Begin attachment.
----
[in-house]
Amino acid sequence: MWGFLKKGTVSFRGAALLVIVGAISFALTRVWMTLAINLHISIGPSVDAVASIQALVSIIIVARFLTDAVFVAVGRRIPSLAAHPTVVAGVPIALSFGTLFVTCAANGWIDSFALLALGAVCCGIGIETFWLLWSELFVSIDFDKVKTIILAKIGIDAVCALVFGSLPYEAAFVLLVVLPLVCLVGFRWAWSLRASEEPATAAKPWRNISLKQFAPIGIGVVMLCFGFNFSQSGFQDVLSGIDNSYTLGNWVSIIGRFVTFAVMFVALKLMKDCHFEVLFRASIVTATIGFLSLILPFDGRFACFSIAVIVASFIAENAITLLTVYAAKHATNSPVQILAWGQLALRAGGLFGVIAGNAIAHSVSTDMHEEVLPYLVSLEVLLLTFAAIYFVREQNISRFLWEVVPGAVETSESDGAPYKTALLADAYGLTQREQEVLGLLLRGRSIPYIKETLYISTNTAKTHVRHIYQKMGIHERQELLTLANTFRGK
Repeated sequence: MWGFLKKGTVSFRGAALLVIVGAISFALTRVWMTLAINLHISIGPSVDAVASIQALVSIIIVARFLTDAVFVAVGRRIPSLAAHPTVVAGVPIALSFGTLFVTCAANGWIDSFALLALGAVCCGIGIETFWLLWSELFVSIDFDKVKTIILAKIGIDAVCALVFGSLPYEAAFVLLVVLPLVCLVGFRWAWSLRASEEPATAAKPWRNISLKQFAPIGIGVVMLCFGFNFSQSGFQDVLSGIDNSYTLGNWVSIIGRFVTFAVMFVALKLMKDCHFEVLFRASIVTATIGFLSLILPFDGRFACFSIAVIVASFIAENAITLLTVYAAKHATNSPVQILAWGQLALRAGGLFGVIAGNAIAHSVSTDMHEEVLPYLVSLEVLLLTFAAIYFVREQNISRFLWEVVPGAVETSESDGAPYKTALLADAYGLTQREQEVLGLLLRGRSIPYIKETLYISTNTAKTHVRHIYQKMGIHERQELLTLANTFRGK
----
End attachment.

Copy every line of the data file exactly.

[in-house]
Amino acid sequence: MWGFLKKGTVSFRGAALLVIVGAISFALTRVWMTLAINLHISIGPSVDAVASIQALVSIIIVARFLTDAVFVAVGRRIPSLAAHPTVVAGVPIALSFGTLFVTCAANGWIDSFALLALGAVCCGIGIETFWLLWSELFVSIDFDKVKTIILAKIGIDAVCALVFGSLPYEAAFVLLVVLPLVCLVGFRWAWSLRASEEPATAAKPWRNISLKQFAPIGIGVVMLCFGFNFSQSGFQDVLSGIDNSYTLGNWVSIIGRFVTFAVMFVALKLMKDCHFEVLFRASIVTATIGFLSLILPFDGRFACFSIAVIVASFIAENAITLLTVYAAKHATNSPVQILAWGQLALRAGGLFGVIAGNAIAHSVSTDMHEEVLPYLVSLEVLLLTFAAIYFVREQNISRFLWEVVPGAVETSESDGAPYKTALLADAYGLTQREQEVLGLLLRGRSIPYIKETLYISTNTAKTHVRHIYQKMGIHERQELLTLANTFRGK
Repeated sequence: MWGFLKKGTVSFRGAALLVIVGAISFALTRVWMTLAINLHISIGPSVDAVASIQALVSIIIVARFLTDAVFVAVGRRIPSLAAHPTVVAGVPIALSFGTLFVTCAANGWIDSFALLALGAVCCGIGIETFWLLWSELFVSIDFDKVKTIILAKIGIDAVCALVFGSLPYEAAFVLLVVLPLVCLVGFRWAWSLRASEEPATAAKPWRNISLKQFAPIGIGVVMLCFGFNFSQSGFQDVLSGIDNSYTLGNWVSIIGRFVTFAVMFVALKLMKDCHFEVLFRASIVTATIGFLSLILPFDGRFACFSIAVIVASFIAENAITLLTVYAAKHATNSPVQILAWGQLALRAGGLFGVIAGNAIAHSVSTDMHEEVLPYLVSLEVLLLTFAAIYFVREQNISRFLWEVVPGAVETSESDGAPYKTALLADAYGLTQREQEVLGLLLRGRSIPYIKETLYISTNTAKTHVRHIYQKMGIHERQELLTLANTFRGK